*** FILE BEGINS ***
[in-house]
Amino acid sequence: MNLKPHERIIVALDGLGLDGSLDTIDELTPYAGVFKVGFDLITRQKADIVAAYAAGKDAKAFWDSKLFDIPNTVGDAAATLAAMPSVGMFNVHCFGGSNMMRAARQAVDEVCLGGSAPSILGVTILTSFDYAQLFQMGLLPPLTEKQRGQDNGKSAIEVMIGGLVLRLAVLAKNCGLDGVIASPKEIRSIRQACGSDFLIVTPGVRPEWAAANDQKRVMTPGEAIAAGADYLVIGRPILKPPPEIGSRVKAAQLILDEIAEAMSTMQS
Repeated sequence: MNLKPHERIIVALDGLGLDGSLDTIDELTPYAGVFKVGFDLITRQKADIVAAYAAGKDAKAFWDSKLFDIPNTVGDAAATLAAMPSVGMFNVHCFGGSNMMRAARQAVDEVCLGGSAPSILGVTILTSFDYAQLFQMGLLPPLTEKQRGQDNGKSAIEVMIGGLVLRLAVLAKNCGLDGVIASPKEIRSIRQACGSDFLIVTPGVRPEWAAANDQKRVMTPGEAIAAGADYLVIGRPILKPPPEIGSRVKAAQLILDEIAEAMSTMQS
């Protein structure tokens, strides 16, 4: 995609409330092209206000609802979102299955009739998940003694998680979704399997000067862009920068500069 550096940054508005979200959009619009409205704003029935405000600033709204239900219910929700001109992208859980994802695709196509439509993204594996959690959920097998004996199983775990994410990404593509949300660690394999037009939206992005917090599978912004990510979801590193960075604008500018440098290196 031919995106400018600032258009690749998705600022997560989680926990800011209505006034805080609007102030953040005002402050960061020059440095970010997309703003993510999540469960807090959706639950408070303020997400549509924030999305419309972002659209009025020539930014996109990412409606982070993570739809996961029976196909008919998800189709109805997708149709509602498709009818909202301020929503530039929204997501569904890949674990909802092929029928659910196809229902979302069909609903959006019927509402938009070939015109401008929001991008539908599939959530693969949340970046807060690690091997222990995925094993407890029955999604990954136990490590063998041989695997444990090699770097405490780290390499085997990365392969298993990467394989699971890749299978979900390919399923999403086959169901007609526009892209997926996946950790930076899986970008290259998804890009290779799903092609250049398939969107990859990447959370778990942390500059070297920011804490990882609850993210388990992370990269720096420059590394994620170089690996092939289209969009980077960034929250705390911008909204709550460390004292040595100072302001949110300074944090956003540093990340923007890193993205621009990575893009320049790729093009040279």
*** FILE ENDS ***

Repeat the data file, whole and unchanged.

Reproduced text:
[in-house]
Amino acid sequence: MNLKPHERIIVALDGLGLDGSLDTIDELTPYAGVFKVGFDLITRQKADIVAAYAAGKDAKAFWDSKLFDIPNTVGDAAATLAAMPSVGMFNVHCFGGSNMMRAARQAVDEVCLGGSAPSILGVTILTSFDYAQLFQMGLLPPLTEKQRGQDNGKSAIEVMIGGLVLRLAVLAKNCGLDGVIASPKEIRSIRQACGSDFLIVTPGVRPEWAAANDQKRVMTPGEAIAAGADYLVIGRPILKPPPEIGSRVKAAQLILDEIAEAMSTMQS
Repeated sequence: MNLKPHERIIVALDGLGLDGSLDTIDELTPYAGVFKVGFDLITRQKADIVAAYAAGKDAKAFWDSKLFDIPNTVGDAAATLAAMPSVGMFNVHCFGGSNMMRAARQAVDEVCLGGSAPSILGVTILTSFDYAQLFQMGLLPPLTEKQRGQDNGKSAIEVMIGGLVLRLAVLAKNCGLDGVIASPKEIRSIRQACGSDFLIVTPGVRPEWAAANDQKRVMTPGEAIAAGADYLVIGRPILKPPPEIGSRVKAAQLILDEIAEAMSTMQS
């Protein structure tokens, strides 16, 4: 995609409330092209206000609802979102299955009739998940003694998680979704399997000067862009920068500069 550096940054508005979200959009619009409205704003029935405000600033709204239900219910929700001109992208859980994802695709196509439509993204594996959690959920097998004996199983775990994410990404593509949300660690394999037009939206992005917090599978912004990510979801590193960075604008500018440098290196 031919995106400018600032258009690749998705600022997560989680926990800011209505006034805080609007102030953040005002402050960061020059440095970010997309703003993510999540469960807090959706639950408070303020997400549509924030999305419309972002659209009025020539930014996109990412409606982070993570739809996961029976196909008919998800189709109805997708149709509602498709009818909202301020929503530039929204997501569904890949674990909802092929029928659910196809229902979302069909609903959006019927509402938009070939015109401008929001991008539908599939959530693969949340970046807060690690091997222990995925094993407890029955999604990954136990490590063998041989695997444990090699770097405490780290390499085997990365392969298993990467394989699971890749299978979900390919399923999403086959169901007609526009892209997926996946950790930076899986970008290259998804890009290779799903092609250049398939969107990859990447959370778990942390500059070297920011804490990882609850993210388990992370990269720096420059590394994620170089690996092939289209969009980077960034929250705390911008909204709550460390004292040595100072302001949110300074944090956003540093990340923007890193993205621009990575893009320049790729093009040279």